New to Editor Donna is healthcare technology accelerator Healthbox. Perhaps uniquely, they are based in US and UK–Boston, Chicago and London–with partners in all three cities; a partial list is (US) Blue Cross Blue Shield Massachusetts, Express Scripts, Ascension Health (US largest Catholic health system), California HealthCare Foundation, Walgreens and (UK) Bayer, Bupa, Guy’s and St. Thomas’ Charity, and Serco Health. In its first year, Healthbox has fostered 27 companies to refine their offerings and gain market traction including investment (portfolio companies). According to Healthbox spokesperson Abbie Ginther, the highlights of what participants receive in the 16 week program is:
- $50,000 in seed capital
- Strategic guidance and mentorship from leading industry experts as well as business veterans
- Participation in Innovation Day, an event bringing together hundreds of investors, healthcare leaders and entrepreneurs to hear from the companies and how they are bringing innovative solutions to healthcare needs
- Collaborative, open workspace for companies to use for the duration of the program
They are currently accepting applications for its 2013 programs starting with their second Boston program starting in March. Application deadline is very tight here (10 February), but applicants for London/Europe (start date TBD in spring) can register on the same link. Applications.
The Gimlet Eye and Editor Donna were just chatting about organizing the tidal wave of email we receive every day, when over the transom floated startup Tictrac (a takeoff on TicTac breath mints?), a ‘lifestyle monitor’ that will organize All That Data for the Determined Quant. It synchs with over 45 services, including Fitbit, Facebook, Runkeeper and Withings, to not only aggregate and correlate data (e.g. to high email use) but also manage goals such as losing weight. Not only that, it will connect the dedicated quant to outside sources such as coaches (who undoubtedly will pay per connection.) But will it organize email, mitigating our (unmeasured but very real) stress? This Startup Measures How Much Stress Email Gives You, And Helps You Reduce It (Business Insider)
It’s good to see Scotland leading the way in the UK by installing videoconferencing health facilities in prisons and police custody suites. Public Services item.
Healthcare accelerators (Blueprint Health, StartUp Health, RockHealth) have lately gained most of the buzz, but incubators and ‘labs’ have been where many companies have gained their start. Phoenix, Arizona has entered the fray with SEED SPOT, featuring three healthcare-related startups among 16. While they may be able to serve up their companies ‘piping hot’ into a lower cost, supportive environment, chilly New York City has the opposite situation. Even with the advantages of world-class academic and healthcare resources, it’s been a forbidding setting for startups for years with money and attention going to e-commerce and financial businesses. The Bio & Health Tech Entrepreneurship Lab, backed by the New York Economic Development Corporation (NYCEDC), intends to change this with a first class of 20 startups. Their technologies are along a broad spectrum including wound healing, genetic testing, imaging, diabetes treatment, big data for genomics and mHealth for high-risk patients. SEED SPOT incubates health startups in Phoenix (Forbes) NYC-backed health startup lab wants to turn academics into entrepreneurs (GigaOM) Bio & Health Tech website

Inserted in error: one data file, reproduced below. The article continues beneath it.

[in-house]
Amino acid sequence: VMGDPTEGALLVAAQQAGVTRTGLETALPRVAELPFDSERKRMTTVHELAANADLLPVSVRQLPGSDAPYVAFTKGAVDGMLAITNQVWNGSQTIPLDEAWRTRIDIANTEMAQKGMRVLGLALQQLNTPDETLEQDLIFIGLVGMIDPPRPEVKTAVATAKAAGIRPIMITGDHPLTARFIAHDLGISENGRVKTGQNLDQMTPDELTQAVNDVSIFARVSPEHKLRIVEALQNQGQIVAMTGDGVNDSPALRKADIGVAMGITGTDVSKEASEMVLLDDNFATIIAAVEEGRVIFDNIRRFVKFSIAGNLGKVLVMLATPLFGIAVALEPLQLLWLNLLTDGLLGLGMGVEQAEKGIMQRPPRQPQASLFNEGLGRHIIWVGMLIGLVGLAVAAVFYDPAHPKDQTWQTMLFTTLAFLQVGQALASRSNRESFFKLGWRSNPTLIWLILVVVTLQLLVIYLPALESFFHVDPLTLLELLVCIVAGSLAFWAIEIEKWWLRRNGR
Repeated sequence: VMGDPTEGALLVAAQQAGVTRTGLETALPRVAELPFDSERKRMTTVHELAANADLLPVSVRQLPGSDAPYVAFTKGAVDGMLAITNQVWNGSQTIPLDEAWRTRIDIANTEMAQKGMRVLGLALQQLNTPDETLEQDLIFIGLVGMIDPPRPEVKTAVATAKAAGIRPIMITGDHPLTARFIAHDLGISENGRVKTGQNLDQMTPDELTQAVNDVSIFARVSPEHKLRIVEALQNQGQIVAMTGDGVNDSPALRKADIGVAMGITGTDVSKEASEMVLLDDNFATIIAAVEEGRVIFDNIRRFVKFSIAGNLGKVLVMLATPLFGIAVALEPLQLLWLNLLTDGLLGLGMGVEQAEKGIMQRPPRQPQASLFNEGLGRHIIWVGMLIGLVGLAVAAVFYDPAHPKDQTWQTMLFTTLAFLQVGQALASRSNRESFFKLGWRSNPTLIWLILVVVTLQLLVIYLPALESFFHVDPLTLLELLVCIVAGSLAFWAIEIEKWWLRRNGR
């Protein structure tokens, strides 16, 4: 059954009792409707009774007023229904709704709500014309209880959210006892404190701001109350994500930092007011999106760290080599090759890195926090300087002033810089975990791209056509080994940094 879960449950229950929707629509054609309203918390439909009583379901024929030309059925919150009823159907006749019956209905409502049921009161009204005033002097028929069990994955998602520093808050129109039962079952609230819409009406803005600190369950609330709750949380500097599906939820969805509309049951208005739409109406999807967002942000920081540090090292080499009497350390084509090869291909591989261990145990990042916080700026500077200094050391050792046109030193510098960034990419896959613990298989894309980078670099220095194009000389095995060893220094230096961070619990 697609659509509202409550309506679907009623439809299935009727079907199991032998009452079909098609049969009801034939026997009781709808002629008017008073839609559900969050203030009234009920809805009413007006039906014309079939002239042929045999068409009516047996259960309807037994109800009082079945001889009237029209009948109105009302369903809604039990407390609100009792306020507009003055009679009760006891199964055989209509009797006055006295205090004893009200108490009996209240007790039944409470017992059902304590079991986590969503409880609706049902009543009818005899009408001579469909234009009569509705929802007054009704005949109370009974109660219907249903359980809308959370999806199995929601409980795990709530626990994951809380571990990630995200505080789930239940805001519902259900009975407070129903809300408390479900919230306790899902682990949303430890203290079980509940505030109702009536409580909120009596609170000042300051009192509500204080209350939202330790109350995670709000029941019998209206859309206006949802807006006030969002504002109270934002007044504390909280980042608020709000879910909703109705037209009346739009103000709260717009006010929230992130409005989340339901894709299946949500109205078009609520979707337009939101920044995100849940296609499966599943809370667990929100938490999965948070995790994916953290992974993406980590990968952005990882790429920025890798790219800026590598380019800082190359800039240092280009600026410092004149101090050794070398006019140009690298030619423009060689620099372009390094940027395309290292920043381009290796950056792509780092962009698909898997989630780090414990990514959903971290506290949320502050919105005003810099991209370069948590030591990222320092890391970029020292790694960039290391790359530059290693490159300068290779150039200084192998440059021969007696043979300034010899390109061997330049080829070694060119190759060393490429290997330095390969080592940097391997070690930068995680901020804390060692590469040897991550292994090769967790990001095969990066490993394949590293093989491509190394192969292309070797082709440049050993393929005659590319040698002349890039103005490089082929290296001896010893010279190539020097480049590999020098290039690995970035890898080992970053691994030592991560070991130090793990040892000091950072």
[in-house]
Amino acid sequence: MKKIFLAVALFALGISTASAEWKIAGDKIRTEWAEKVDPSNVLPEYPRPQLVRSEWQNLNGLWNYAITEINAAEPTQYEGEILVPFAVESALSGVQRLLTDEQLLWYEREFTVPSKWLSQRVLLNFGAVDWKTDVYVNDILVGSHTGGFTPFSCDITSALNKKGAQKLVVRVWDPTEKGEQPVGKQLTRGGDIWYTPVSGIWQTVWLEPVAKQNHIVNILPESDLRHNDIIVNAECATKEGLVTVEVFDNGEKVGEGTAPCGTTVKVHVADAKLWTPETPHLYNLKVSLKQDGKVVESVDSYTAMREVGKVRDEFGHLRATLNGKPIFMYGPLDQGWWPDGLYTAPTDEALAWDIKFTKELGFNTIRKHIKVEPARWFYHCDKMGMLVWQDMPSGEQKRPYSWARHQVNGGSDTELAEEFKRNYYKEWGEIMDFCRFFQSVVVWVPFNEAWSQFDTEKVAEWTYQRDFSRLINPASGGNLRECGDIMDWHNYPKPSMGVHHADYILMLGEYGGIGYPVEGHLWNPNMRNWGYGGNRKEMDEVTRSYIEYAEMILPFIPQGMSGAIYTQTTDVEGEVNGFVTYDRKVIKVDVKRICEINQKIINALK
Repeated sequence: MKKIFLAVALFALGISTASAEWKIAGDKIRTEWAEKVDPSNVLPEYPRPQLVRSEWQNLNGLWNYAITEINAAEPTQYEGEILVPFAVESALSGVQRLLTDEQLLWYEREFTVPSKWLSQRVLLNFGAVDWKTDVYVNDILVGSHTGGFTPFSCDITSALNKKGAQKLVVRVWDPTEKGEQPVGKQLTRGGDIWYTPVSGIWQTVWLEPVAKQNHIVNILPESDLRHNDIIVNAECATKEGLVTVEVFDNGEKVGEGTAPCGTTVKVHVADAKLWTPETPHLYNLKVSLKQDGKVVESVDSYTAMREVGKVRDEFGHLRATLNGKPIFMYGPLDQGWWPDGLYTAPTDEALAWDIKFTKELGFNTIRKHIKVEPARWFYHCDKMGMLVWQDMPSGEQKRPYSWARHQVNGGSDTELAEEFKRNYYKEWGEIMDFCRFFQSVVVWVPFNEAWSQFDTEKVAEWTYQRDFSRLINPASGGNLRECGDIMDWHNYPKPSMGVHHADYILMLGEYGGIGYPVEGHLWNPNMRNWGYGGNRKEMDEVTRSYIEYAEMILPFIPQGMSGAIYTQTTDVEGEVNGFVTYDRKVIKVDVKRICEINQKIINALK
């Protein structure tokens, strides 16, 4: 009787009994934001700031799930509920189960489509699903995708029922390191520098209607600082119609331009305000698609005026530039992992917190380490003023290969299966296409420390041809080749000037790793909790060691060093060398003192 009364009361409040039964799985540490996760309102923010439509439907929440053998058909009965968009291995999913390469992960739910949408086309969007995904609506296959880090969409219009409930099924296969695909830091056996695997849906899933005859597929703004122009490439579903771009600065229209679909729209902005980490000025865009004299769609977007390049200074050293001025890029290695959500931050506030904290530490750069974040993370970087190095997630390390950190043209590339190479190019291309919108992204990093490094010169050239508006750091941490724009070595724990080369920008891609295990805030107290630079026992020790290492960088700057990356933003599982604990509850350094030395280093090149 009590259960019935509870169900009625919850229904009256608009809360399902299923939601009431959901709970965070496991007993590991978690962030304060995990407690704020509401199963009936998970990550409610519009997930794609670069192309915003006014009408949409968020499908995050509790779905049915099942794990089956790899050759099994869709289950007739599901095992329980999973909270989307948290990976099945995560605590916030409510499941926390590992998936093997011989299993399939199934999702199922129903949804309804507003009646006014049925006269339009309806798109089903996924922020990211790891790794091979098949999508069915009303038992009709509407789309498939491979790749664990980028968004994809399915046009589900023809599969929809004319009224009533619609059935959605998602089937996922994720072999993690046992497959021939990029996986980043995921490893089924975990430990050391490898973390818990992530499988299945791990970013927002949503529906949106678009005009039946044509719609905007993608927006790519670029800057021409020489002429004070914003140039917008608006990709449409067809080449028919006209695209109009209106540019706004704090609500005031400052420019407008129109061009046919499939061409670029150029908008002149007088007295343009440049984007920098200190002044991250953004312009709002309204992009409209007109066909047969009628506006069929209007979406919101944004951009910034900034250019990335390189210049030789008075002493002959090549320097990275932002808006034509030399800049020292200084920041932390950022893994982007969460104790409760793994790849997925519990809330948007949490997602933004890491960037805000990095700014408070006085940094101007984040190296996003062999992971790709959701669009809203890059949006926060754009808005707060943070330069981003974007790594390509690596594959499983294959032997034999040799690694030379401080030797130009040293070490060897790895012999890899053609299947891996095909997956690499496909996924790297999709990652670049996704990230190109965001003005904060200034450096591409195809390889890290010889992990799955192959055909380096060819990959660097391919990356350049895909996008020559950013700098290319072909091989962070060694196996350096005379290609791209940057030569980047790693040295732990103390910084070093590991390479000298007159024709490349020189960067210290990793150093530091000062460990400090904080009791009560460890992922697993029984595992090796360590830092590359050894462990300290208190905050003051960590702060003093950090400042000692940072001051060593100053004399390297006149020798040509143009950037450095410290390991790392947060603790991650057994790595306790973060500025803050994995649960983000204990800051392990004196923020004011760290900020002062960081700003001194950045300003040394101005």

The Commonwealth Fund, a foundation that supports health care research and makes grants to support practices and policy, has just published a compilation of three telehealth case studies from the Veterans Health Administration (VHA), Partners HealthCare/Center for Connected Health and Centura Health at Home dating back to 2004. These concentrated on reducing preventable rehospitalizations and used various aspects of telehealth/remote patient monitoring (RPM). The VHA’s was the most comprehensive (with best results in depression and mental health), Partners focused on cardiac and Centura on congestive heart failure, pulmonary and diabetes. While Commonwealth’s main point is the lessons to be learned (disruption of the status quo, the changes in processes and the time to scale), this early data is interestingly not well known–and should be. Overview, compilation PDF (note the overview has links to the full individual case studies)
Glasgow, Thursday 7 March 2013
Another Royal Society of Medicine (RSM) event, which will cover “examples of point-of-care testing being used successfully in a wide range of circumstances to make step changes in care delivery that deliver improved patient outcomes, in many cases also at lower cost.” Early bird pricing finishes 7 February. Details here.
Back in November 2011 Geonovo won the ‘Best Innovation 2011’ prize at the Telecare Services Association’s Crystal Awards ceremony at the conference for their RSP-100 Personal Safety Phone. [TA Nov 2011] Now they have announced the launch of Home Health Hub, a “groundbreaking [and futureproofed] telecommunications package specifically designed to ensure highly resilient connectivity for telecare users.” The Home Health Hub system includes:
- A low cost telecoms and telecare package with free broadband
- Telecare alarm phone and wireless router
- A network management system that constantly monitors the line and router
- A 6-hour service level agreement and engineer response
And it is available to partners/service providers. More information in the press release but you might also want to read TANN England Editor Chrys Meewella’s take on it.
We think it is about time the UK caught up with the US (see Telecare Corporation) for delivering mental health care over a distance and the NHS Confederation seems to agree. They published a discussion paper about e-mental mealthcare, as they call it, at the end of January. Best summary and links here. Heads-up thanks to Nicholas Robinson.
This is one to watch…in June last year we noted that UK start-up Med ePad was on the scene. It has an interactive 7-inch tablet that is loaned to patients and is linked to a variety of services and reminders to enhance the ability of healthcare professionals to deliver cost-effective care and to empower patients also. Having just received additional funding from the North West Fund for Digital and Creative (managed by AXM Venture Capital) – press release – Med ePad is expected to launch some new developments soon.
Readers may be interested to see an example of a website that has gone to great lengths to make itself as accessible as possible without compromising an eye for a workable design. It’s the Centre of Excellence for Sensory Impairment (COESI). The Croydon (UK) based Centre “develops and provides integrated direct services for people with sensory and physical impairments”. Heads-up thanks to Pam Bennett. If readers know of other good examples, please post links in the comments.